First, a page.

1073. The general good of Mankind, the Rule or Measure of moral Truth..—The discovery of truth may occasionally resemble in its effects the invention of mechanical improveinents, which, on their first introduction, sometimes beget injury to individuals, and even transitory inconvenience to society. But partial and transitory evil can be no solid objection to the introduction of general and permanent good. There is not the semblance of a reason, why the welfare of the community at large should be sacrificed to the advantage of a few; or why a small and transient injury should not be endured for the sake of a great and lasting benefit. If errors are ever useful they are less useful than truth, and are therefore absolute evils. “Utility and truth are not to be divided,” says Bishop Berkeley, " the general good of mankind being the rule or measure of moral truth.”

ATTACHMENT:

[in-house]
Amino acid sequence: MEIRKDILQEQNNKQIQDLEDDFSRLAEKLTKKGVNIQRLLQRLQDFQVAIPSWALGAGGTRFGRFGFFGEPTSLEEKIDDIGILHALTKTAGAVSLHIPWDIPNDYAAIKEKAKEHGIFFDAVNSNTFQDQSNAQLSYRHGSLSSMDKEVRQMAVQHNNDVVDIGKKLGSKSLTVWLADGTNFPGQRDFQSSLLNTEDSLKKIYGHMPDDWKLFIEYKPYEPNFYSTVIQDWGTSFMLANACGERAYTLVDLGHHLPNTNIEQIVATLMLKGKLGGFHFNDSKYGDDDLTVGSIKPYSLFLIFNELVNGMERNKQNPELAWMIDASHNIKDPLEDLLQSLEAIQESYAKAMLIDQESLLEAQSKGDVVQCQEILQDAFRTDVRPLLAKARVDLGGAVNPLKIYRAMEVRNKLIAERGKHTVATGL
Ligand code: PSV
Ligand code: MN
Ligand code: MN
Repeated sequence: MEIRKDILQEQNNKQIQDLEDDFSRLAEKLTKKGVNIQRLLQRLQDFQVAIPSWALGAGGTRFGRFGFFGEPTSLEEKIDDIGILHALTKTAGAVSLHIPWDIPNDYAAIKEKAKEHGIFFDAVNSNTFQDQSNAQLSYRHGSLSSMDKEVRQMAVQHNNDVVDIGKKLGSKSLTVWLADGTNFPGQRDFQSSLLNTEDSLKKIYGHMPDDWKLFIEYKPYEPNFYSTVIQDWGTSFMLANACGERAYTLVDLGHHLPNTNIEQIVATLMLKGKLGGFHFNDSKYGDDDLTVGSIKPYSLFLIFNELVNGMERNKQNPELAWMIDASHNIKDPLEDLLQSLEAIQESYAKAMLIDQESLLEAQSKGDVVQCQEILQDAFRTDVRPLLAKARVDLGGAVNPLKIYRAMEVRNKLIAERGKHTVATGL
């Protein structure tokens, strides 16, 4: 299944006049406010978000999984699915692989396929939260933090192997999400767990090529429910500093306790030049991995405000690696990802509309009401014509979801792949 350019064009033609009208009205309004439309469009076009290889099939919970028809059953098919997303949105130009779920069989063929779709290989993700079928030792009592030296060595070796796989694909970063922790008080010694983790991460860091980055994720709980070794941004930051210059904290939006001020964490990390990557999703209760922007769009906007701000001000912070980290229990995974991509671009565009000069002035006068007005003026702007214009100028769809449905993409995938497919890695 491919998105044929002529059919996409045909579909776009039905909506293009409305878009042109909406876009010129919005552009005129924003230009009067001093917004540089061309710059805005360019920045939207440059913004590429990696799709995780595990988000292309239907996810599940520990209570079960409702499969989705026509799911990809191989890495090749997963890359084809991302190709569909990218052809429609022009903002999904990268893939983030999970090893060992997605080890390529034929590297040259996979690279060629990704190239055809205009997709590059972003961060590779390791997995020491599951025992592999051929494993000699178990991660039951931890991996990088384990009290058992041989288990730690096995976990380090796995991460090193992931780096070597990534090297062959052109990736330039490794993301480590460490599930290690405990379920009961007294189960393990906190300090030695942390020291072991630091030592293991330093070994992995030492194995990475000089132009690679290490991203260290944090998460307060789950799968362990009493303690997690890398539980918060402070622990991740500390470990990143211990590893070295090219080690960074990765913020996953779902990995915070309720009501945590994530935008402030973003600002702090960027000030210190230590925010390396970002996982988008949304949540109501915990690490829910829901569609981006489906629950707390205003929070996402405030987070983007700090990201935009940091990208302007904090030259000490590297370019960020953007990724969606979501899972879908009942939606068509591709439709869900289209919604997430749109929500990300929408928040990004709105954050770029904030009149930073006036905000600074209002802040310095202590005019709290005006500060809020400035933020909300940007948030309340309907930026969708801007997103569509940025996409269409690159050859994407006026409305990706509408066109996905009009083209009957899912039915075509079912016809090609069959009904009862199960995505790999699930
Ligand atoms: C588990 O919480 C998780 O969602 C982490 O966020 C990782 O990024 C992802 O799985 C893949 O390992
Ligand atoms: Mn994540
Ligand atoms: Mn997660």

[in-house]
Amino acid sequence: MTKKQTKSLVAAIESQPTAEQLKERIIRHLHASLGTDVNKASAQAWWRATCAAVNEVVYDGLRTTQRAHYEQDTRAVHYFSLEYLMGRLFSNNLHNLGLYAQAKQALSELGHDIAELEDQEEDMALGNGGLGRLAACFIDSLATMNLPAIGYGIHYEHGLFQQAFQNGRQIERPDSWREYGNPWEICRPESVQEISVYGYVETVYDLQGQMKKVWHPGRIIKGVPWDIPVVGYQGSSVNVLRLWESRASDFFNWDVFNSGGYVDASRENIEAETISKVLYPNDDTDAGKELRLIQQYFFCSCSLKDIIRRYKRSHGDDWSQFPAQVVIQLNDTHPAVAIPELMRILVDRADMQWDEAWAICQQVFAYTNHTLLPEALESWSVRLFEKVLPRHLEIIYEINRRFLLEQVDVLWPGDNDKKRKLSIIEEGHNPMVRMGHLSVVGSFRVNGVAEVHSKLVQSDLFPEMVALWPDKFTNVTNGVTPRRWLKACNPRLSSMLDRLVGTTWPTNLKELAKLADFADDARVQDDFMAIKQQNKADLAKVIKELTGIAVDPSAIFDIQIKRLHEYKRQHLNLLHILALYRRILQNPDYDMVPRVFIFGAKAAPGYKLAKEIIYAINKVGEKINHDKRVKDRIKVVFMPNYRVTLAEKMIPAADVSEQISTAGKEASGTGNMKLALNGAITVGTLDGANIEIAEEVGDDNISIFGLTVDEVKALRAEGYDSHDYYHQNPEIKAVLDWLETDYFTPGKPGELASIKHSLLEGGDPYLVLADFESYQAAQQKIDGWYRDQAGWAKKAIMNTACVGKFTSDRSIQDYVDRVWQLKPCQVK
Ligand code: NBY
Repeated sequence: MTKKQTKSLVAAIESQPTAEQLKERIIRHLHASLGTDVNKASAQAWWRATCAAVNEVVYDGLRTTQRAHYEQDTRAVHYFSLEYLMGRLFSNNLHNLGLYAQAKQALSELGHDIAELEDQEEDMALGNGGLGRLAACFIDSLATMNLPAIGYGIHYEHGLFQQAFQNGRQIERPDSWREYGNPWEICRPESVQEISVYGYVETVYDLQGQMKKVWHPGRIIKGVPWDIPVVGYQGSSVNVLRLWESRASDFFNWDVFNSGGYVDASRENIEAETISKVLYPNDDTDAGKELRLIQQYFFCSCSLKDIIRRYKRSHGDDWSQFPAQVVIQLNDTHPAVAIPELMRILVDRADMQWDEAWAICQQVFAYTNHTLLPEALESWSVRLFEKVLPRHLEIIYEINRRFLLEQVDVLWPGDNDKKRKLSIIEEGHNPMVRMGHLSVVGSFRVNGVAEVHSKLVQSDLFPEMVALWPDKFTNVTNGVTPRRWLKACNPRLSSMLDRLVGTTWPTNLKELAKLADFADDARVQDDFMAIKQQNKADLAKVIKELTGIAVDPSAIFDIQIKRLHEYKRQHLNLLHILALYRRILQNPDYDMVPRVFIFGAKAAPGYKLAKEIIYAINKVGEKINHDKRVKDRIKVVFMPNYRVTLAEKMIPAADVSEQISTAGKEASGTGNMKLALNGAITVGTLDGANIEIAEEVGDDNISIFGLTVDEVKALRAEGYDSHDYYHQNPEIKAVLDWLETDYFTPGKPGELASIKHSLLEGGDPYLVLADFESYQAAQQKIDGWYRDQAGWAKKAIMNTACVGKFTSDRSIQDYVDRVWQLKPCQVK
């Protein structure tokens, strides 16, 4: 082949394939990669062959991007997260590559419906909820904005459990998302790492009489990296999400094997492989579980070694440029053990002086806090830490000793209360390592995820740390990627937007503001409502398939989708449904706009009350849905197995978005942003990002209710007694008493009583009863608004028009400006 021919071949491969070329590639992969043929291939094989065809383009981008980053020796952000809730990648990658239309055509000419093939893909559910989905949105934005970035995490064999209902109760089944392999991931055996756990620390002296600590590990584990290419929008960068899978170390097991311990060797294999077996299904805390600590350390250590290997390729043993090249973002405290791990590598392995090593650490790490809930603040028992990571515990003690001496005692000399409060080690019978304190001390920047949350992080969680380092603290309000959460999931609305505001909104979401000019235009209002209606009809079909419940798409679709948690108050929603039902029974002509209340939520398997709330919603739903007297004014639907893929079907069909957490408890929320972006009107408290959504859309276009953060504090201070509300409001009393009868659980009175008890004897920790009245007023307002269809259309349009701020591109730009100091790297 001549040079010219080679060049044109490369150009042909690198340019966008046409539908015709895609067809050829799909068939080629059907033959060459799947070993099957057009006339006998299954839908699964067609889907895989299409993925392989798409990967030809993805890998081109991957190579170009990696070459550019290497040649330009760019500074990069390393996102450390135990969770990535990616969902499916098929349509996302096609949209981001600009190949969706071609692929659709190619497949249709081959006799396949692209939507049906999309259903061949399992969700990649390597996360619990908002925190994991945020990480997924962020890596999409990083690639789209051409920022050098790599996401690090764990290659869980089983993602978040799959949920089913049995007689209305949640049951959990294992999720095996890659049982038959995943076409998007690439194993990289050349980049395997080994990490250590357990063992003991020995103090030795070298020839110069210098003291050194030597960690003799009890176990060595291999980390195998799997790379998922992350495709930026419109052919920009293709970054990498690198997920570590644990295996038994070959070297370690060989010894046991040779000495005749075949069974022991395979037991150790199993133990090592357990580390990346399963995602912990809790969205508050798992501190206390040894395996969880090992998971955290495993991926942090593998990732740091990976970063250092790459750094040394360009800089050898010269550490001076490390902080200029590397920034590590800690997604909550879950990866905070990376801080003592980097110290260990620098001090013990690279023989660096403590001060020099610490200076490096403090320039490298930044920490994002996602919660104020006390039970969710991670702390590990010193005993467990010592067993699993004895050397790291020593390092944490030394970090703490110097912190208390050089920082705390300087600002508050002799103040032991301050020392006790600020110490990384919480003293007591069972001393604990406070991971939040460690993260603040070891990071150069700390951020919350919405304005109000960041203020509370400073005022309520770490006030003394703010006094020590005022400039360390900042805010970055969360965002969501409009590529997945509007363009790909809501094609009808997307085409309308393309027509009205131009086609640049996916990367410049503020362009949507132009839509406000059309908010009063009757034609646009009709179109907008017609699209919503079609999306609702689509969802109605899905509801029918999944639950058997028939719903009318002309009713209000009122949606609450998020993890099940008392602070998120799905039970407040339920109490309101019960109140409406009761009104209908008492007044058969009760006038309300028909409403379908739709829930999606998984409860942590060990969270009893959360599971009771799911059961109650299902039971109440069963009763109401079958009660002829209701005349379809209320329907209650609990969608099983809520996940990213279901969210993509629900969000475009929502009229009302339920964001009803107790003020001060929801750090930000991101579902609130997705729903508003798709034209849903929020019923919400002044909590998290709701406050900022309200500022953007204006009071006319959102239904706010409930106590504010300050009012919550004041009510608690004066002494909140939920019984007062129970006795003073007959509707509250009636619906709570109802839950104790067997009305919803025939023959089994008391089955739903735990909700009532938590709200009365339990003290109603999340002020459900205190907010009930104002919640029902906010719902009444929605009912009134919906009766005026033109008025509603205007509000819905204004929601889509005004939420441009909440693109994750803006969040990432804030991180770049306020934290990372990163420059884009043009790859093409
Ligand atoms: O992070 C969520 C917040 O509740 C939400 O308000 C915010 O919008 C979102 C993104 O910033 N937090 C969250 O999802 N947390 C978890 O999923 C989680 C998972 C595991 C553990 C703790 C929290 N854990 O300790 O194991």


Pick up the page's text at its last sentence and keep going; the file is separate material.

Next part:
Essays on the Formation and Publication of Opinions.